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Is your business looking for a language service provider for French?

oneword’s language experts would be happy to advise you and prepare a free quote for you after examining your documents. As a language service provider for French, we have a global network of professional native-speaker translators at our disposal to provide German to French and French to German translations certified to ISO 17100. And all to your advantage: Every document is technically and grammatically correct and the style and tone are accurately processed and translated by experts and experienced translators.

oneword – French language service provider: certified, cost effective and on time

  • Translations to and from French, certified to ISO 17100

  • Native-speaker translators

  • Qualified specialist translators with subject area expertise

  • Independent revisers

  • Teams of linguistically trained project and quality managers

Bespoke solutions for companies

Caroline Cüppers


Caroline Cüppers, oneword



Translations into French – a world language that needs a lot of space

French, which has 79 million native speakers and 370 million other speakers worldwide, takes fifth place among the world languages after English, Chinese, Hindi, and Spanish. France is also strong economically: As the world’s fifth largest economy, the “Grande Nation” is the most important industrialised nation in Europe after Germany. Thanks to the close partnership between France and Germany, and also guidelines such as the 2006/42/EG machine policy (article 1.7.4), the demand for translations into French by German companies continues to be high. Translations from and into French are most often needed in the technology, energy and mechanical engineering sectors. As these two countries are also neighbours, tourism is another area in which French translations are in great demand.

Avira Operations GmbH & Co. KG.

“The thing we value most about oneword is their reliability. They always take the time to answer our queries, providing prompt and tailored advice. The project managers will make nearly any deadline happen, no matter how optimistic it may seem. Even when things get hectic, they are always calm, friendly and professional. As a customer this makes you feel valued, satisfied and well taken care of.”

Ute S. A. Jurgeleit, Manager Language Technology & Services, Avira Operations GmbH & Co. KG

When translating into French, three specific aspects of the language must be taken into consideration:

  1. The way in which the French language is used is closely regulated. Founded in 1635, the Académie française has instituted two laws (Loi Bas-Lauriol 1975, Loi Toubon 1994) which limit the way in which words from other languages can be used if French already has, or might have, a term that could be used instead. As a result, you will find French neologisms in areas that are usually dominated by English in the rest of the world: for example, in French you use a “logiciel”, not “software”, to send your “courriel” instead of your “e-mail”. The national legislation governing the use of language also defines how French is used in the media and in advertising: the English slogans on advertising posters must be accompanied by a French translation.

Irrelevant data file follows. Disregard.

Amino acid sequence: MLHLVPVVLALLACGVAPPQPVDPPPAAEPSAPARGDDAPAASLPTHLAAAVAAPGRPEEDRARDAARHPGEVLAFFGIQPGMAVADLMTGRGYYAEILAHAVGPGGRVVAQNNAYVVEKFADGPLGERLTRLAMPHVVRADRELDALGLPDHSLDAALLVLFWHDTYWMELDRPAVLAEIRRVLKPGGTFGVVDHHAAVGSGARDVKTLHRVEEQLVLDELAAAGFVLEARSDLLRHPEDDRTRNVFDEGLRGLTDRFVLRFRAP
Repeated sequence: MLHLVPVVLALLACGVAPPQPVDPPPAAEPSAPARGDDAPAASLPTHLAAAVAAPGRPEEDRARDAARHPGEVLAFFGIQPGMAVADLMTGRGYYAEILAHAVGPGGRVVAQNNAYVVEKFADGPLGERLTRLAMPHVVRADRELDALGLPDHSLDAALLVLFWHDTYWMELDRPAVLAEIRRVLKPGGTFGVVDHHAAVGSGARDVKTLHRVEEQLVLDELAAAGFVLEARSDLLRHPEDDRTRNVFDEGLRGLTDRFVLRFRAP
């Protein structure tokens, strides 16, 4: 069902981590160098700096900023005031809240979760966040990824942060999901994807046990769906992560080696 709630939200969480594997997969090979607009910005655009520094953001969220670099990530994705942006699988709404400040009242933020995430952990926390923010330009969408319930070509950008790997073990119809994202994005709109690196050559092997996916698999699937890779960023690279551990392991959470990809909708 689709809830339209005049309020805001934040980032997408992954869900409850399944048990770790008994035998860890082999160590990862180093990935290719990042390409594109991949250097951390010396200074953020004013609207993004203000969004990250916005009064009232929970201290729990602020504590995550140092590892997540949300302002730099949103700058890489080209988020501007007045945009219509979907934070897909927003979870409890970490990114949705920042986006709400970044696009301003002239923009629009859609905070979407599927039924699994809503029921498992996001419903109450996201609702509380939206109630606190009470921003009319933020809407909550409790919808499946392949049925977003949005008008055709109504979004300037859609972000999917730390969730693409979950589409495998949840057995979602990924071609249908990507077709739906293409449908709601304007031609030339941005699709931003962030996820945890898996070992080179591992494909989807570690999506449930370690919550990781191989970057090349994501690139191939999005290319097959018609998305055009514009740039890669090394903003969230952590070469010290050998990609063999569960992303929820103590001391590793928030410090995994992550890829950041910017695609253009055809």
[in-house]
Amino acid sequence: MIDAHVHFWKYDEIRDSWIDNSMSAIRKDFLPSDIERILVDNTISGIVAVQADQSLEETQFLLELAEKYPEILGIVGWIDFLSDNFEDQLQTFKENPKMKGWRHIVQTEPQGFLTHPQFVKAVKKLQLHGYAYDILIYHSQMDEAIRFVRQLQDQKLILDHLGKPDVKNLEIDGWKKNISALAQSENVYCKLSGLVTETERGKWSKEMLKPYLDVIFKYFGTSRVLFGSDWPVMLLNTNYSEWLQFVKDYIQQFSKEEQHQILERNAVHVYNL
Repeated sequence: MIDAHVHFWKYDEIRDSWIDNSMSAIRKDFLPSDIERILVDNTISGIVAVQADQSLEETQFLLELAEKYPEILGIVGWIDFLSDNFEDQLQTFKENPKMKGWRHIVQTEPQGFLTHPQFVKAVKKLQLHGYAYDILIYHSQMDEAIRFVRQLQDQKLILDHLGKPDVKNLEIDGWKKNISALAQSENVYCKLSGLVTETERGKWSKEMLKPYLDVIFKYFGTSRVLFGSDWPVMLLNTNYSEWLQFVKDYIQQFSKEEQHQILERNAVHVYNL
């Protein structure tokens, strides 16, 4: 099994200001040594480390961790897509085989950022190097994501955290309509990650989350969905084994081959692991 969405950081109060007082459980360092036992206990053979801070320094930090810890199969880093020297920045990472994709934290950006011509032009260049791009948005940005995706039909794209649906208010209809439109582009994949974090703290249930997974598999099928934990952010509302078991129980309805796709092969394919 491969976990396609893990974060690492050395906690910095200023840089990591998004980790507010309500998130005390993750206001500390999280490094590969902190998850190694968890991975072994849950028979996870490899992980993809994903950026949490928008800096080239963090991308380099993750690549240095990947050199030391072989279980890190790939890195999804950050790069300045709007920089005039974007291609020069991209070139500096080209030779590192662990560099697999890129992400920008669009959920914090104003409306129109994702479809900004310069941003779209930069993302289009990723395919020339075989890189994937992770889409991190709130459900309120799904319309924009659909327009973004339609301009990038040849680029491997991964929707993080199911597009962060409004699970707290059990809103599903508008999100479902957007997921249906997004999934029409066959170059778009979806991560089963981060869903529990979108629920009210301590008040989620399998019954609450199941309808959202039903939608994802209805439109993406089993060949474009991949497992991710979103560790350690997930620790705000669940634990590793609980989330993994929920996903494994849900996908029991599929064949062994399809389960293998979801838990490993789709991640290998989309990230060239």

2. As French is the official language in more than 50 countries, it is essential you know which country the translation will be used in when you are translating into French. For example, translations for Canada will often give units of length in both metric units and in “pouces” (=inches). One thing that is distinctive about translations for Belgium or Switzerland is that these countries use different words for the numbers 80 and 90 (octante/huitante, nonante), which are expressed as “four times twenty” and “four times twenty plus ten” in standard French. This is why oneword works with native speakers of French from countries around the world, so we can always supply our customers with the right variety of French for their target country.
  3. A feature of French translations which must be considered for layout is that, in comparison to German, French requires up to 30% more space. German compound nouns are usually expressed in French with one or more prepositions, in the same way as in Spanish and Italian. This need for extra space for the language should really be taken into account when the documentation is created (for example, in InDesign, FrameMaker or PowerPoint). The best approach is to create generously-sized text fields instead of tailoring them exactly to fit only the German source text. You will then have enough space for the longer translation in French.

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